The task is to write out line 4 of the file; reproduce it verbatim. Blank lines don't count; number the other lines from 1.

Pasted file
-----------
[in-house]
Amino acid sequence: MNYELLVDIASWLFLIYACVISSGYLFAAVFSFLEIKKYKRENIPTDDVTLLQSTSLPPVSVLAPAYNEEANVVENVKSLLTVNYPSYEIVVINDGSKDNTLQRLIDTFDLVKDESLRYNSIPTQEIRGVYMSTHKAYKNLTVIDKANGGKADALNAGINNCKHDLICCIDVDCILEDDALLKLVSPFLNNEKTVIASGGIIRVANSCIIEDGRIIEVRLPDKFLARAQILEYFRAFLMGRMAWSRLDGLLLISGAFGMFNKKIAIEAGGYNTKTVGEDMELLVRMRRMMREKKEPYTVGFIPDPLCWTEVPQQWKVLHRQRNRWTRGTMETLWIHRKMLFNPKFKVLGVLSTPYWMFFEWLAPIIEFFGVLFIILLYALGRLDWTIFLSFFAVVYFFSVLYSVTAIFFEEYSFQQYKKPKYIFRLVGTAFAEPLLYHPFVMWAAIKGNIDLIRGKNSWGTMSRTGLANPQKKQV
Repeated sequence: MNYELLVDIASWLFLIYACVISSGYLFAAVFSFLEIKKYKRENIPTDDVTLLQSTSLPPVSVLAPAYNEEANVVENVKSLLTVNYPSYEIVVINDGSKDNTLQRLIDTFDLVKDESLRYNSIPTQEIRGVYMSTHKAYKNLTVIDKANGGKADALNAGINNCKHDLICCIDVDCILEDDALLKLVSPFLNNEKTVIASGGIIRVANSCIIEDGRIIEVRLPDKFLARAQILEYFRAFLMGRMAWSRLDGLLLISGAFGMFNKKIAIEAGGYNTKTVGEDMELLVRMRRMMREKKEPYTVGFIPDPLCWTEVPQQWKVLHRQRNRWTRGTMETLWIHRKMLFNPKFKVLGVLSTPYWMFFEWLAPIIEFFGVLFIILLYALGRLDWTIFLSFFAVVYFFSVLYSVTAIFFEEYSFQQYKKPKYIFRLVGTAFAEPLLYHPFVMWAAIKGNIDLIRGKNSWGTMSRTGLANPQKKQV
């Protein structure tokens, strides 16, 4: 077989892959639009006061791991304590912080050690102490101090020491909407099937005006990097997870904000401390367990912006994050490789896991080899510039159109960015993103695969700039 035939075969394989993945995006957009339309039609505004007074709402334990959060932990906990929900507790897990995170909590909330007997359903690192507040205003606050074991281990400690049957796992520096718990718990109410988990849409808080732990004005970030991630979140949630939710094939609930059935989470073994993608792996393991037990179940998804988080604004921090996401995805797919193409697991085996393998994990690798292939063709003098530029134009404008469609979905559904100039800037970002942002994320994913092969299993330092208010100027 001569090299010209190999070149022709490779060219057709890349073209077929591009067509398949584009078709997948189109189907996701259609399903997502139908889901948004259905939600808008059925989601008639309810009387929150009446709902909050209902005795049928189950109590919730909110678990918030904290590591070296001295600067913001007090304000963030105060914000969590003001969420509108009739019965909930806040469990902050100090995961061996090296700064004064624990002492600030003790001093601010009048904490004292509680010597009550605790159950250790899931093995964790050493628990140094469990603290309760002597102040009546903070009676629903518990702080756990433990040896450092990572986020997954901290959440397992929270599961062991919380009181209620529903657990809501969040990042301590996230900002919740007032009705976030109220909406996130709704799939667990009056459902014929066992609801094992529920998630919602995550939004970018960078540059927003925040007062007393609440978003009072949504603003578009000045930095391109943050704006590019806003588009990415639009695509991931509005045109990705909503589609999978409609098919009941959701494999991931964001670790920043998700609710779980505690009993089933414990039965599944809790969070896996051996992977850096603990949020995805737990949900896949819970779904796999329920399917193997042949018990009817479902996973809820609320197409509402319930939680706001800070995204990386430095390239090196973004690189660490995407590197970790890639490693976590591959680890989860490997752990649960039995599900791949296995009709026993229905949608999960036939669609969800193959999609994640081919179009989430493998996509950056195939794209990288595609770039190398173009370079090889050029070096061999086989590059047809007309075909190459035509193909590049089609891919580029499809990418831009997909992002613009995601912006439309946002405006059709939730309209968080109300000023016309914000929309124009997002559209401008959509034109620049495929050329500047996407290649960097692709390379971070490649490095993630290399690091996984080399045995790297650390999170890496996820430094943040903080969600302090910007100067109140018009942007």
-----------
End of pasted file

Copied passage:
């Protein structure tokens, strides 16, 4: 077989892959639009006061791991304590912080050690102490101090020491909407099937005006990097997870904000401390367990912006994050490789896991080899510039159109960015993103695969700039 035939075969394989993945995006957009339309039609505004007074709402334990959060932990906990929900507790897990995170909590909330007997359903690192507040205003606050074991281990400690049957796992520096718990718990109410988990849409808080732990004005970030991630979140949630939710094939609930059935989470073994993608792996393991037990179940998804988080604004921090996401995805797919193409697991085996393998994990690798292939063709003098530029134009404008469609979905559904100039800037970002942002994320994913092969299993330092208010100027 001569090299010209190999070149022709490779060219057709890349073209077929591009067509398949584009078709997948189109189907996701259609399903997502139908889901948004259905939600808008059925989601008639309810009387929150009446709902909050209902005795049928189950109590919730909110678990918030904290590591070296001295600067913001007090304000963030105060914000969590003001969420509108009739019965909930806040469990902050100090995961061996090296700064004064624990002492600030003790001093601010009048904490004292509680010597009550605790159950250790899931093995964790050493628990140094469990603290309760002597102040009546903070009676629903518990702080756990433990040896450092990572986020997954901290959440397992929270599961062991919380009181209620529903657990809501969040990042301590996230900002919740007032009705976030109220909406996130709704799939667990009056459902014929066992609801094992529920998630919602995550939004970018960078540059927003925040007062007393609440978003009072949504603003578009000045930095391109943050704006590019806003588009990415639009695509991931509005045109990705909503589609999978409609098919009941959701494999991931964001670790920043998700609710779980505690009993089933414990039965599944809790969070896996051996992977850096603990949020995805737990949900896949819970779904796999329920399917193997042949018990009817479902996973809820609320197409509402319930939680706001800070995204990386430095390239090196973004690189660490995407590197970790890639490693976590591959680890989860490997752990649960039995599900791949296995009709026993229905949608999960036939669609969800193959999609994640081919179009989430493998996509950056195939794209990288595609770039190398173009370079090889050029070096061999086989590059047809007309075909190459035509193909590049089609891919580029499809990418831009997909992002613009995601912006439309946002405006059709939730309209968080109300000023016309914000929309124009997002559209401008959509034109620049495929050329500047996407290649960097692709390379971070490649490095993630290399690091996984080399045995790297650390999170890496996820430094943040903080969600302090910007100067109140018009942007």